The most popular English-language genres are fantasy, personal growth and martial arts.
The group has been actively working to expand its international readership.
It brought 20 writers to meet fans in Singapore this month and participated in the London Book Fair in March. It plans to launch the English-language webnovel.com next month, followed by French, Spanish, Russian, Thai and Arabic equivalents.
“The charm of Chinese culture－its thousands of years of rich legends and history－has built a solid foundation for web novels’ allure,” Wu said.
“There are abundant stories created by the countless minds with original ideas.”
While the group is courting new readers abroad, most of its growth has come from target consumers searching for its products.
“They like the same things as domestic readers,” Wu said.
“So, we don’t need to create new things to appeal to them.”
Some foreign readers express their enthusiasm by writing their own web novels that mimic the Chinese genre.
Tina Lynge, 26, quit her teaching job to write. The Danish author has penned over 40 Chinese web novels and created her first web novel of which even the protagonists use pinyin names.
She is posting new chapters of Blue Phoenix, a tale about how Hui Yue makes it in a world of survival of the fittest, on the website gravity-tales.com. The site hosts six comparable web novels.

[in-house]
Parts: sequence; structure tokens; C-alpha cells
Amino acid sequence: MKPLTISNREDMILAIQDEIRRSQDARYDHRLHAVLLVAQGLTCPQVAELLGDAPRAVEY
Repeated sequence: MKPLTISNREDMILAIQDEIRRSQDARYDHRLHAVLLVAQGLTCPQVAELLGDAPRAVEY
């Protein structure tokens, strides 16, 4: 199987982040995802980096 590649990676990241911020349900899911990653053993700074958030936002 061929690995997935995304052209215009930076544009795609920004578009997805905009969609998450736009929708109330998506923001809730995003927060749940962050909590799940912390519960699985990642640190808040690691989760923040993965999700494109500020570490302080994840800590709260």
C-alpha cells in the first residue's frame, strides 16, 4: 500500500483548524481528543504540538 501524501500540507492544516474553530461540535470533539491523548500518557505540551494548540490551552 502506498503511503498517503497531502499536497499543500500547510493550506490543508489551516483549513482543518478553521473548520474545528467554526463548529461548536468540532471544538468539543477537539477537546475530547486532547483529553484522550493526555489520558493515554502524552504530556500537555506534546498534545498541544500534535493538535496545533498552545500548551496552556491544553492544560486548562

Blue Phoenix has over 300 ratings on goodreads.com and is published as an Amazon e-book.
She told China Art newspaper she was amazed by the world the Chinese have created from their legends and culture. And she is “inspired” by the moral the online novels convey－success from persistence.
Peking University’s Shao said the novels have flourished because they meet a demand for popular fiction in China.
Shao said she expected Chinese online literature to go further.
She predicted Amazon, and TV, film and game adaptations will accelerate their development.
The reading group’s Wu estimated the overseas market may generate 1 trillion yuan ($145.3 million).
By Mei Jia